The return to reality was not Napoleon’s goal for the depiction, and indeed the scene seems fictional: his mother is present in the painting when in reality she was absent that day as she was angry with her son. The physical beauty of Napoleon and Josephine is greatly exaggerated and probably does not reflect reality. The artist, a diplomat as ever, clearly glossed over some harsh truths to serve the political purposes of the Emperor. The lighting in the scene is striking and the attention to detail is pushed to its climax.
An Odalisque (concubine), called La Grande Odalisque (1814)
With this female nude, Jean Auguste Dominique Ingres recounts his passion for the Orient, here enhanced by a harem woman. A recurring theme in his overall work, he does not hesitate to gloss over realistic details, and you will notice that the proportions of the woman do not reflect the real, anatomical proportions of a body. But what matters most to Ingres are the sensual curves he recreates in his painting. Too avant-garde for its time, it nonetheless inspired many painters and modern artists like Picasso.
The Wedding at Cana
We owe this monumental canvas to Veronese, brilliant painter of 16th-century Venice. It recounts the first miracle of Christ at the wedding at Cana. Relocated to a Venetian décor, this painting amazes in its use of color, contrast and perspective. In the right foreground there is a character pouring water into wine, and two characters behind him look on at the miracle. The painting depicts a rich pageantry and dishes, however this episode of the Bible is supposed to have happened in a much more modest setting.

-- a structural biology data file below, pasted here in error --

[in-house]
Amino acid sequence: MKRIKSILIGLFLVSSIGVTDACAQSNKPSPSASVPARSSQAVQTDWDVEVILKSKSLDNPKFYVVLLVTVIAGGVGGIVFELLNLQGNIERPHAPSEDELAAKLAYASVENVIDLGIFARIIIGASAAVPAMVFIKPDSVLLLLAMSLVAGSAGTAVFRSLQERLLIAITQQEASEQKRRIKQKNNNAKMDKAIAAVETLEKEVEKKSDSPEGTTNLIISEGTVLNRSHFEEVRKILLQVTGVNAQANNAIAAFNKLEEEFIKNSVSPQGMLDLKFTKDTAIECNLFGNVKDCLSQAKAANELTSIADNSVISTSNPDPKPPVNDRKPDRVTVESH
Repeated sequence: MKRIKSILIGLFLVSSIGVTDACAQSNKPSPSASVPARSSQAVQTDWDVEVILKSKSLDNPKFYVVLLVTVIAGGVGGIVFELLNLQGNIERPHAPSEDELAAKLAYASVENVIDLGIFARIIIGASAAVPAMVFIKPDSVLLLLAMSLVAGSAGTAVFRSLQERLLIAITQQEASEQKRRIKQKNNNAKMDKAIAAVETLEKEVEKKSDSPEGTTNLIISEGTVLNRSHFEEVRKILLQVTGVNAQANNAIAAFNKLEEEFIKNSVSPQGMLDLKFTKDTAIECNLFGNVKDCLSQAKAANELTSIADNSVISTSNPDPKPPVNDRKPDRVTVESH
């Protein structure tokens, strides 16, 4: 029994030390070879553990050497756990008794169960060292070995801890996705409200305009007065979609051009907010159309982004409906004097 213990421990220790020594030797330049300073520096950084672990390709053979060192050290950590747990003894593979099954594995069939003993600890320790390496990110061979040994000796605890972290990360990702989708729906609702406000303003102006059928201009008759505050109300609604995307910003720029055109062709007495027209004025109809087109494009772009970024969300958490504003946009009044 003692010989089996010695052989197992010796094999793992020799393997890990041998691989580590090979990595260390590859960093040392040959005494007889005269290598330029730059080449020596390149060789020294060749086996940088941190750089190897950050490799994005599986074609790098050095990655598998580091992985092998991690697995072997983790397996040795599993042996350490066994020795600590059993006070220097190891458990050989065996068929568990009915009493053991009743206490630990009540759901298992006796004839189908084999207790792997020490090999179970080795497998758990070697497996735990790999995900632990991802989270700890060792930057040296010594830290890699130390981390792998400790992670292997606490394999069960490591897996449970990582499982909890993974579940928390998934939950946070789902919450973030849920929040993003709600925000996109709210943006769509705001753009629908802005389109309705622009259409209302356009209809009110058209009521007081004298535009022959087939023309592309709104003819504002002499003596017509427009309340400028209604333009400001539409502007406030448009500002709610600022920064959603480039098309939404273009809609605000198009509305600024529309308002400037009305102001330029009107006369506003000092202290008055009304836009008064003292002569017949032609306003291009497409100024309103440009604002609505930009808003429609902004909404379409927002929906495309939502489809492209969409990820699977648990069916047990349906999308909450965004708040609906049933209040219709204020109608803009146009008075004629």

The Mona Lisa
With this painting Leonardo de Vinci created one of his most remarkable works. Its exceptional pictorial technique, light setting, contours and aerial perspective are mastered to perfection. However, the aging canvas tarnished the bright colors originally used by the artist. The woman pictured represents the perfect woman, a platonic beauty. This is probably a portrait of Monna ("Lady") Lisa Gherardini del Giocondo, wife of Francesco del Giocondo, begun in Florence between 1503 and 1507.